Reading Time: < 1 minute A meatball grown from animal stem cells (Photo: Memphis Meats)
Reading Time: < 1 minute

Clean meat – also known as lab, cultured, or bio meat – could be served at restaurants by the end of 2018, according to food tech company JUST (formerly Hampton Creek).

This meat is built using animal cells. Foetal blood plasma harvested from unborn calves is often used – though some brands including JUST say they have developed technology to avoid this.


The product is therefore not vegan, though some vegans choose to support the concept, as it has potential to reduce the number of animals slaughtered for food.

It is also a more environmentally-friendly option than traditional livestock farming, with some environmentalists saying that a switch from traditional meat could reduce greenhouse gas emissions by up to 96 percent.

In addition, meat grown in sterile lab conditions does not require massive amounts of antibiotics – which are used at scale in intensive farms.

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Potential delays

JUST CEO Josh Tetrick says that lab grown meats – such as chicken, sausage, and foie gras – could be ready for consumption within months, and available in restaurants later this year.

However, he and Professor Mark Post, the Chief Scientific Officer of similar manufacturing company, Mosa Meat, have both expressed concerns that regulatory issues could cause delay.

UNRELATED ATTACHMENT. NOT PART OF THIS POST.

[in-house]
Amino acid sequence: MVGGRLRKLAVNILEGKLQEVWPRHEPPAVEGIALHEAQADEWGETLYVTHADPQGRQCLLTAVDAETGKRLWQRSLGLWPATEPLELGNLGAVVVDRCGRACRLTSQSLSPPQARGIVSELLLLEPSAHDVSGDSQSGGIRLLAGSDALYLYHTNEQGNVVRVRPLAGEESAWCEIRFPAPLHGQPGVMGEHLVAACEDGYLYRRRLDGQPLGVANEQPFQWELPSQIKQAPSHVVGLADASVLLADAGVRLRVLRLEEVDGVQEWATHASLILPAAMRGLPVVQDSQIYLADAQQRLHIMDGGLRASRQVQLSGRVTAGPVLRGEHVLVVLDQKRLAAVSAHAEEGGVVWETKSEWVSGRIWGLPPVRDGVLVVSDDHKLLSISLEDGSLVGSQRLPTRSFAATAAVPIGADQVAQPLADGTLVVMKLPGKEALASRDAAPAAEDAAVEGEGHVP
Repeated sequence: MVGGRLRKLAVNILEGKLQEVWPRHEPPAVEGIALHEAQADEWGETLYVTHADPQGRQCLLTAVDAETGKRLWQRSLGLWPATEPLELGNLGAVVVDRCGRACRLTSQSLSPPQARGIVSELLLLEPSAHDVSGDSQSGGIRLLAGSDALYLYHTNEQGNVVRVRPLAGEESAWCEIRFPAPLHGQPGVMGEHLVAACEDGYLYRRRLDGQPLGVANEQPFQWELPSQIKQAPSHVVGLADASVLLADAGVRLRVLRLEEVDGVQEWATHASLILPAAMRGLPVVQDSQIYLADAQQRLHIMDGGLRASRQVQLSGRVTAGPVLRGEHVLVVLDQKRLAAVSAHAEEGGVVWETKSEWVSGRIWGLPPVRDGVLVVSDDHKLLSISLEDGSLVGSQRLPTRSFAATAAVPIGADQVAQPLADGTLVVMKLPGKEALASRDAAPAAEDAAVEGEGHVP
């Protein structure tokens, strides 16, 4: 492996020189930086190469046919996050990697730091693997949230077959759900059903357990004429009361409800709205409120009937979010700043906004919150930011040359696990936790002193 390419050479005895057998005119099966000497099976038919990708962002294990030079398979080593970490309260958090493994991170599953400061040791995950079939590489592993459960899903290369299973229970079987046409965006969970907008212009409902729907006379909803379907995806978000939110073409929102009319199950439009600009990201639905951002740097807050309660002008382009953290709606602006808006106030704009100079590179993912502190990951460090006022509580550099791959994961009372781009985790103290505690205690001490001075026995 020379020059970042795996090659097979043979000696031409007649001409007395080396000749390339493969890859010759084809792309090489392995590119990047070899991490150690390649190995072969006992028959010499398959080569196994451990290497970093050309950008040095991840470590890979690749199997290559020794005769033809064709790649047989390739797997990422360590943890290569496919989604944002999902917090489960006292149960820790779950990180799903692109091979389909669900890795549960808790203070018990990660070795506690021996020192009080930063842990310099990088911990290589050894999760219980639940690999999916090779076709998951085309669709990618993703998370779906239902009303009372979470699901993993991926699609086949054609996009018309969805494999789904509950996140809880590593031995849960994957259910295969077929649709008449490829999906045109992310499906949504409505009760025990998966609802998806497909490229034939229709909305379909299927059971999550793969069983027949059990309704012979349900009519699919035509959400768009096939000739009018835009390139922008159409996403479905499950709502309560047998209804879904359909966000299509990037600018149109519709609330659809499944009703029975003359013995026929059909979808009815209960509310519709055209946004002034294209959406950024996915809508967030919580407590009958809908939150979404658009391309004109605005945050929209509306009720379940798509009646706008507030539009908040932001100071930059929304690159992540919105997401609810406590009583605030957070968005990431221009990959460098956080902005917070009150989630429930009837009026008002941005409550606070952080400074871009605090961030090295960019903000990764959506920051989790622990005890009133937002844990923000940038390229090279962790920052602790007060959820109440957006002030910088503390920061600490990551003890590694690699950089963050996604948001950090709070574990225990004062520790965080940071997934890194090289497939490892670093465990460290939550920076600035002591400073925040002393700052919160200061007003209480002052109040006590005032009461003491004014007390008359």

Post suspects it may be three years before lab grown meat hits shelves for the common consumer to bring home, and that it will also require a significant decrease in the cost of manufacturing.

Emily Court

Emily Court is a writer and content creator published in Plant Based News, Raise Vegan, Living Vegan and The Financial Diet. A self-described "recovering vegan hothead," she is now a pragmatic member of Vancouver's vibrant and growing plant-powered community. Hailing from Halifax, Nova Scotia, she holds a BA in Spanish and certificate in Intercultural Communication from Dalhousie University, where her thesis focused on topics of cultural and gender-based discrimination. She aims to apply a privilege-conscious and culturally sensitive approach to her work in all fields.